Mixology: The Seelbach
The Seelbach Cocktail is One Drink Where the Story Has the Twist
Story by Molly Wellmann; Photography by Stephen Devries
The Seelbach Hotel in Louisville is one of the most beautiful classic hotels in the country. Built by Otto and Louis Seelbach in 1905, the hotel was once the most glamorous spot for billiards, cards, and leisure in Louisville.
Al Capone was a frequent blackjack player. And F. Scott Fitzgerald—who drank at the Seelbach when he was on leave as a young soldier serving at Camp Zachary Taylor—may have based his iconic Jay Gatsby on another guest, George Remus, the so-called “King of the Bootleggers,” although there is no proof they ever crossed paths.
With all of that going for it, you would assume the Seelbach would have a signature cocktail. And it does…now.
The story goes that a newlywed couple from New Orleans visited the Seelbach for their honeymoon. The gentleman ordered a Manhattan, and the lady, a glass of Champagne. As the cocktails were being delivered to the couple, the server carrying the tray was bumped, some Champagne spilled into the Manhattan, and voila! The Seelbach Cocktail was born.
That’s the story that premier bartender Adam Seger shared when he took over the Seelbach’s bar and restaurant operations in 1995. He said he had found the long-lost recipe while going through Seelbach menus that dated to pre-Prohibition.
The cocktail was a hit. People came from all over to order the drink and hear the story.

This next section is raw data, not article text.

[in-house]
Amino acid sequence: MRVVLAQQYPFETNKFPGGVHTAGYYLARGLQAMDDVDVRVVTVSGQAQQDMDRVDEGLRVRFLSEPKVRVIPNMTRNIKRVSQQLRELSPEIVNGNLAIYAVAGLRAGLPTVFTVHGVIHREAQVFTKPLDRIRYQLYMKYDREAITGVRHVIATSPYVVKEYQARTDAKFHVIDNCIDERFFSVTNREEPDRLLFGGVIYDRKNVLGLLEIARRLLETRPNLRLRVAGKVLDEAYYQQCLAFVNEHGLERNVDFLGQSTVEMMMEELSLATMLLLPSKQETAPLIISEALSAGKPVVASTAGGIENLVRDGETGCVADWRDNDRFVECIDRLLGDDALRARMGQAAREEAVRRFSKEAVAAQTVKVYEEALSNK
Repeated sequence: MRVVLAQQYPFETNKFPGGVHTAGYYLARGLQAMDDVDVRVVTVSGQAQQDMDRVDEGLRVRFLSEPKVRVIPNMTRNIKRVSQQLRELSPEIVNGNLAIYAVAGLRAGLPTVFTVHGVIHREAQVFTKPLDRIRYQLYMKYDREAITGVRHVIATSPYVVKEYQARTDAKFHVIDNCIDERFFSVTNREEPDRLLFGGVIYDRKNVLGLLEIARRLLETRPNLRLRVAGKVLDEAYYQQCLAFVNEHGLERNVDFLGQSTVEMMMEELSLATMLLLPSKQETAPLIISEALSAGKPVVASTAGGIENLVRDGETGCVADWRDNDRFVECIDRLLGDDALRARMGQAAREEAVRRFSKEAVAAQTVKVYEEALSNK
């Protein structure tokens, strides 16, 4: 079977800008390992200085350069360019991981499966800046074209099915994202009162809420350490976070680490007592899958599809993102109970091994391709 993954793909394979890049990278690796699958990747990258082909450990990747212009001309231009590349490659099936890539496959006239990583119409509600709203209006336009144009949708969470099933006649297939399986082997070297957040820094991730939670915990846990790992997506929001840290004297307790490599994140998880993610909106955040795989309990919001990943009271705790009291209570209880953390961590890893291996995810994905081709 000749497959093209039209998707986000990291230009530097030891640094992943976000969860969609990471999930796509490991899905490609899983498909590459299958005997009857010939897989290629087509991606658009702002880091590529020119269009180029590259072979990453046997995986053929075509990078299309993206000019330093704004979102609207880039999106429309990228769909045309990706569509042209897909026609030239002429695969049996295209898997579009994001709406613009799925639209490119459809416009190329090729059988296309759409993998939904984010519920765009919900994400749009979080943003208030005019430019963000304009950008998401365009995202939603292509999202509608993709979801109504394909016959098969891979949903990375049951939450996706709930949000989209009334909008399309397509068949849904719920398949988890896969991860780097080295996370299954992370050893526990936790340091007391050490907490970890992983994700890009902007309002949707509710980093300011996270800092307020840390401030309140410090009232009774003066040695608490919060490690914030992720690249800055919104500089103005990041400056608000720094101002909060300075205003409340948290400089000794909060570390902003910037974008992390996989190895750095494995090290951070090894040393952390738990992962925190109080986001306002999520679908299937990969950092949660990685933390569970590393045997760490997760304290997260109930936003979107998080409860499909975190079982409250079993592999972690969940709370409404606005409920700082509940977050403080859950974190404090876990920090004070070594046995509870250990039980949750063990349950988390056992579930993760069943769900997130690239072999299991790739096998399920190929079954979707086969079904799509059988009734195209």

The only thing was…it wasn’t true. Seger finally came clean in 2001 and confessed that he had made the whole thing up when he couldn’t find a signature cocktail. It’s not a bad thing, though. The Seelbach Cocktail is worthy of a tall tale—it’s delicious! It’s refreshing and light but has enough body from the bourbon to make it a serious drink. The addition of the two types of bitters gives it body, and the Champagne gives it fizz.
When I’m serving cocktails, I find it important to have a little background or a story to go with the libation. That way you’re not just having a drink; you are having an experience, one that takes you back to another time and place. And after a long day of work, isn’t that sometimes where you want to be?
- 1 1/2 ounces bourbon
- 1/2 ounce triple sec
- 6 to 7 dashes Angostura bitters
- 6 to 7 dashes Peychaud bitters
- 4 to 5 ounces Champagne
- Lemon twist
Add bourbon, triple sec, and bitters to a mixing glass. Add ice and stir to chill. Strain into a cocktail glass or flute and top off with Champagne. Garnish with a lemon twist. Enjoy!